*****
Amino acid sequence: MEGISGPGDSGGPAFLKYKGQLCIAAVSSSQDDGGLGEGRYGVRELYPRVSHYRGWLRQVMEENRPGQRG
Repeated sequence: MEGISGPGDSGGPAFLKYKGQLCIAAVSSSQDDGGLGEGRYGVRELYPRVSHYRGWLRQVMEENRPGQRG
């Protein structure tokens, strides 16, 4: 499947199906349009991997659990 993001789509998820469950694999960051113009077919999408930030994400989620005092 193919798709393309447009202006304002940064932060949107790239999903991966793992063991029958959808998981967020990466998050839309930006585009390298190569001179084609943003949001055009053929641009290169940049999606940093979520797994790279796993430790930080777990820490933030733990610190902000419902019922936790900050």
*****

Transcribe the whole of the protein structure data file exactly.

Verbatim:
Amino acid sequence: MEGISGPGDSGGPAFLKYKGQLCIAAVSSSQDDGGLGEGRYGVRELYPRVSHYRGWLRQVMEENRPGQRG
Repeated sequence: MEGISGPGDSGGPAFLKYKGQLCIAAVSSSQDDGGLGEGRYGVRELYPRVSHYRGWLRQVMEENRPGQRG
């Protein structure tokens, strides 16, 4: 499947199906349009991997659990 993001789509998820469950694999960051113009077919999408930030994400989620005092 193919798709393309447009202006304002940064932060949107790239999903991966793992063991029958959808998981967020990466998050839309930006585009390298190569001179084609943003949001055009053929641009290169940049999606940093979520797994790279796993430790930080777990820490933030733990610190902000419902019922936790900050």